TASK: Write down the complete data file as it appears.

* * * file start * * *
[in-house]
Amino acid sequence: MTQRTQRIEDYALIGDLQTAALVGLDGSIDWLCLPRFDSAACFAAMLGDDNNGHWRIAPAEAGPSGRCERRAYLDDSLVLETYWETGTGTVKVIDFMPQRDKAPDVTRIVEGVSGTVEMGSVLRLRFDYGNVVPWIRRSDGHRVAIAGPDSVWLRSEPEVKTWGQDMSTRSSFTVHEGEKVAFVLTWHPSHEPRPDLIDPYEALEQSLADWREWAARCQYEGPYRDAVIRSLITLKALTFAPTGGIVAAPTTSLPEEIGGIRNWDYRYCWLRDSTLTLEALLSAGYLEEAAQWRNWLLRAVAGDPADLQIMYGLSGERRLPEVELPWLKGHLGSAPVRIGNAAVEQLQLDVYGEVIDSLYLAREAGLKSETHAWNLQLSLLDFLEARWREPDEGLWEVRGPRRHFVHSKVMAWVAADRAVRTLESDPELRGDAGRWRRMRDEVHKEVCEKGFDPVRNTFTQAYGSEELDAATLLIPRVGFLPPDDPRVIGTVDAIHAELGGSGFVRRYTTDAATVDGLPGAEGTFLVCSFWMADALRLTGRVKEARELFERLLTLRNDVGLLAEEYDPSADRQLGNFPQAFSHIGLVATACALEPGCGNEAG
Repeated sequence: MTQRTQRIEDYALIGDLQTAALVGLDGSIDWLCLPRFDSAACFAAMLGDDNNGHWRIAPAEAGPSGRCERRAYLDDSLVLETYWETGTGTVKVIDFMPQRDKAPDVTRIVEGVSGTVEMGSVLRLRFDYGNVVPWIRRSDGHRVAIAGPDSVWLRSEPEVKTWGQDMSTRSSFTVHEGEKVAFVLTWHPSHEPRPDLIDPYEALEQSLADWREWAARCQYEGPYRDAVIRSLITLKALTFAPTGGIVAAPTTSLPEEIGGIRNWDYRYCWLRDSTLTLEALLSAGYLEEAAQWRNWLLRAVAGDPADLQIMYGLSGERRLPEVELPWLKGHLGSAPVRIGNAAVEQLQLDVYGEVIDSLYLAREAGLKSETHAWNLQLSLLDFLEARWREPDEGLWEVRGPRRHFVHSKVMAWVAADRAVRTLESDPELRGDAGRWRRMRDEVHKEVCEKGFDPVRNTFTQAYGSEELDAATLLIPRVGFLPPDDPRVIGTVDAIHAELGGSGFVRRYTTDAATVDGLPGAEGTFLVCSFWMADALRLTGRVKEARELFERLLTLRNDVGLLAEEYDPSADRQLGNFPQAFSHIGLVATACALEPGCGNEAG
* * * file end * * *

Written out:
[in-house]
Amino acid sequence: MTQRTQRIEDYALIGDLQTAALVGLDGSIDWLCLPRFDSAACFAAMLGDDNNGHWRIAPAEAGPSGRCERRAYLDDSLVLETYWETGTGTVKVIDFMPQRDKAPDVTRIVEGVSGTVEMGSVLRLRFDYGNVVPWIRRSDGHRVAIAGPDSVWLRSEPEVKTWGQDMSTRSSFTVHEGEKVAFVLTWHPSHEPRPDLIDPYEALEQSLADWREWAARCQYEGPYRDAVIRSLITLKALTFAPTGGIVAAPTTSLPEEIGGIRNWDYRYCWLRDSTLTLEALLSAGYLEEAAQWRNWLLRAVAGDPADLQIMYGLSGERRLPEVELPWLKGHLGSAPVRIGNAAVEQLQLDVYGEVIDSLYLAREAGLKSETHAWNLQLSLLDFLEARWREPDEGLWEVRGPRRHFVHSKVMAWVAADRAVRTLESDPELRGDAGRWRRMRDEVHKEVCEKGFDPVRNTFTQAYGSEELDAATLLIPRVGFLPPDDPRVIGTVDAIHAELGGSGFVRRYTTDAATVDGLPGAEGTFLVCSFWMADALRLTGRVKEARELFERLLTLRNDVGLLAEEYDPSADRQLGNFPQAFSHIGLVATACALEPGCGNEAG
Repeated sequence: MTQRTQRIEDYALIGDLQTAALVGLDGSIDWLCLPRFDSAACFAAMLGDDNNGHWRIAPAEAGPSGRCERRAYLDDSLVLETYWETGTGTVKVIDFMPQRDKAPDVTRIVEGVSGTVEMGSVLRLRFDYGNVVPWIRRSDGHRVAIAGPDSVWLRSEPEVKTWGQDMSTRSSFTVHEGEKVAFVLTWHPSHEPRPDLIDPYEALEQSLADWREWAARCQYEGPYRDAVIRSLITLKALTFAPTGGIVAAPTTSLPEEIGGIRNWDYRYCWLRDSTLTLEALLSAGYLEEAAQWRNWLLRAVAGDPADLQIMYGLSGERRLPEVELPWLKGHLGSAPVRIGNAAVEQLQLDVYGEVIDSLYLAREAGLKSETHAWNLQLSLLDFLEARWREPDEGLWEVRGPRRHFVHSKVMAWVAADRAVRTLESDPELRGDAGRWRRMRDEVHKEVCEKGFDPVRNTFTQAYGSEELDAATLLIPRVGFLPPDDPRVIGTVDAIHAELGGSGFVRRYTTDAATVDGLPGAEGTFLVCSFWMADALRLTGRVKEARELFERLLTLRNDVGLLAEEYDPSADRQLGNFPQAFSHIGLVATACALEPGCGNEAG